Forestdale Primary School

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# Maths

Maths Lesson 1

LI: To be able to use written division method to calculate decimal remainders.

Today, we will be focusing on solving division problems that leave us with a remainder. However, we are going to use our knowledge of decimals to show the remainder in its decimal form.

What method can we use to solve division problems?

By using short division or long division through the form of bus stop we can solve division word problems.

To turn the remainders into their decimal form we must we a place holding zero like we have practiced previously. Now use the remainder as the carried number and carry it to the zero. This will begin to create a decimal remainder.

Maths Lesson 2

LI: To be able to use written division to solve division of decimal questions.

Similar to yesterday’s lesson, we will continue to practice displaying an answer to a division question in the form of a decimal rather than a remainder.

Can you think of any examples from the real world where it would be more useful to show a decimal as the remainder instead?

Read over yesterdays notes to remind yourself how to find a decimal answer to a division question.

Maths Lesson 3

LI: To be able to solve reasoning questions using written division methods

Today, you will be solving reasoning based questions which can be difficult to solve without careful consideration. Use the instructions provided below to help understand how to answer the same type of question and then attempt to apply the method yourself.

1. One cup has a capacity of 215ml. One bucket has a capacity of 3.5 litres. How many cups of water are needed to fill one bucket? Give your answer as a whole number of cups.

Looking at the question the first thing we need to remember is that 3.5 litres also means 3,500 ml, After this conversion, we know that long division is a useful method to employ to solve the question.

Remember writing your times tables down the side of the page makes this easier to track and solve. This tells me that 16.2 cups are needed to fill the bucket. So knowing this, do we need exactly 16 cups or a little more than 16. If we see the remainder is a little over 16 then we’d need that 17th cup to completely fill the bucket.

2.

Think first what we know about the question. We can use our 8 times tables to aid us.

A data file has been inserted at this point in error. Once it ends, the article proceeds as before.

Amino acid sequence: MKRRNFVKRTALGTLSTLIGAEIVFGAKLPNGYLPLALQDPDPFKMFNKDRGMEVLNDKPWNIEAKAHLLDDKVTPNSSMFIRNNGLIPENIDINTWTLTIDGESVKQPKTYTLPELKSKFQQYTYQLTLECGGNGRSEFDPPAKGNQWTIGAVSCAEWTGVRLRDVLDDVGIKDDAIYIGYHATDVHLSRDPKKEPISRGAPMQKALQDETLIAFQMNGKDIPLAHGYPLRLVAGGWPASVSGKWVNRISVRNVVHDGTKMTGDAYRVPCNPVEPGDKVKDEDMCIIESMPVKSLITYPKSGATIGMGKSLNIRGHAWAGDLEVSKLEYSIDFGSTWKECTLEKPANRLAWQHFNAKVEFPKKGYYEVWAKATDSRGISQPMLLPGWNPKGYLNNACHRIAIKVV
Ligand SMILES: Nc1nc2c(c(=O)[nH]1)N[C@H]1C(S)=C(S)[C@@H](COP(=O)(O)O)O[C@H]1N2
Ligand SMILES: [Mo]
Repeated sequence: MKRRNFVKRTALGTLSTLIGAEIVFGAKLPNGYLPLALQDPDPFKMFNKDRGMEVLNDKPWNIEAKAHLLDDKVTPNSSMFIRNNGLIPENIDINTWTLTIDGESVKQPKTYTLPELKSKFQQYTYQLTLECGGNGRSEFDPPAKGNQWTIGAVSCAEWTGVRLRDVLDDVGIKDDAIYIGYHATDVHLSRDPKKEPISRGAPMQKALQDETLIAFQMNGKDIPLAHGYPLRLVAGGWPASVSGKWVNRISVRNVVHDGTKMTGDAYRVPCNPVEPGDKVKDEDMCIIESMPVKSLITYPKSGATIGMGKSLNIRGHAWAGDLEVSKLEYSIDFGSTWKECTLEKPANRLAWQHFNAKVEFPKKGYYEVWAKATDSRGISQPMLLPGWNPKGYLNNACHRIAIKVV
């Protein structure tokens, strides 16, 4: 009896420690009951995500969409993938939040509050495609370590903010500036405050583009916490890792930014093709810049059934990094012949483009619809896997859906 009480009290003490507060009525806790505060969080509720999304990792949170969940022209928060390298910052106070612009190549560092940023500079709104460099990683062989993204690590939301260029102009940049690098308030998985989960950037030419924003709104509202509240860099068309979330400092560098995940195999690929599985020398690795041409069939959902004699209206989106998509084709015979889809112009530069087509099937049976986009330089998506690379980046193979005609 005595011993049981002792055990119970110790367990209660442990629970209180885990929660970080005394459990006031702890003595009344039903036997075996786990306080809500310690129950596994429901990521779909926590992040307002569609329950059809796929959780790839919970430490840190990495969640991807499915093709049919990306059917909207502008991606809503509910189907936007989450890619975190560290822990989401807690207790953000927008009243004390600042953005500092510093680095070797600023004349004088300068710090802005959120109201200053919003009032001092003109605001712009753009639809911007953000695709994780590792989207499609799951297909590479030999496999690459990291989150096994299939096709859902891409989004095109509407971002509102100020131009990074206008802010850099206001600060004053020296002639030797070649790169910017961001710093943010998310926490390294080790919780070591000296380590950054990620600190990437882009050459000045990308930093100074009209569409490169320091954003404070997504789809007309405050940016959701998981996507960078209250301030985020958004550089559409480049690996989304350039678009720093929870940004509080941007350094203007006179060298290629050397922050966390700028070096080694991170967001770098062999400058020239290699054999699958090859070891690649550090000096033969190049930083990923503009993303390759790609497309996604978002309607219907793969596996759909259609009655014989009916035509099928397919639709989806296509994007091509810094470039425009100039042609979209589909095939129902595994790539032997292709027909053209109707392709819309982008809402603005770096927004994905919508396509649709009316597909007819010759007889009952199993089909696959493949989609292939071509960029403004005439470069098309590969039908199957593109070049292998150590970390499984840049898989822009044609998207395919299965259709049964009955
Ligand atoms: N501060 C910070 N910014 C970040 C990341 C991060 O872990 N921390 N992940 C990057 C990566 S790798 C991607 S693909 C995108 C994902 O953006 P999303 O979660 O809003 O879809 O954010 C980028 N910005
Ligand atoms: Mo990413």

3 _ 7 _ ÷ 8 = 396.5

First of all I can see that 3_  ÷ 8 = 3r7. This means that 8 x 3 + 7 will give us the answer to the missing number. 31. The ones is our missing number.

If we continue and try and find the last missing digit is the answer to 8 x 6 + 4 = 52.

Try this again with your own question.

3. For your third questions you must always follow the rules of BODMAS, solving the question inside the brackets first. Now you know the first part of the calculation, solve the second part of the equation. Remember that both sides should come to the same value. Whatever the difference between the two is currently will be your missing value.

Maths Lesson 4

LI: To be able to calculate fraction, decimal and percentage equivalents.

• Fractions, decimals and percentages are all different ways of expressing a proportion, and that a percentage is a proportion of one hundred with the % sign standing for ‘per cent’, which means ‘out of 100’.
• To convert a fraction into a decimal you need to treat it as a division question. For example: ½ = 1 ÷ 2. This will give us a decimal answer of 0.5
• To convert a decimal into a percentage, you will need to multiply the decimal by 100.
• Conversely to convert from a percentage into a decimal, you need to do the inverse, divide by 100.
• To convert from a decimal to a fraction, if the number contains two decimal places, just use the decimals as your numerator and a hundred as the denominator. If the decimal has one decimal number such as 0.1, you should use ten as your denominator instead of a hundred.

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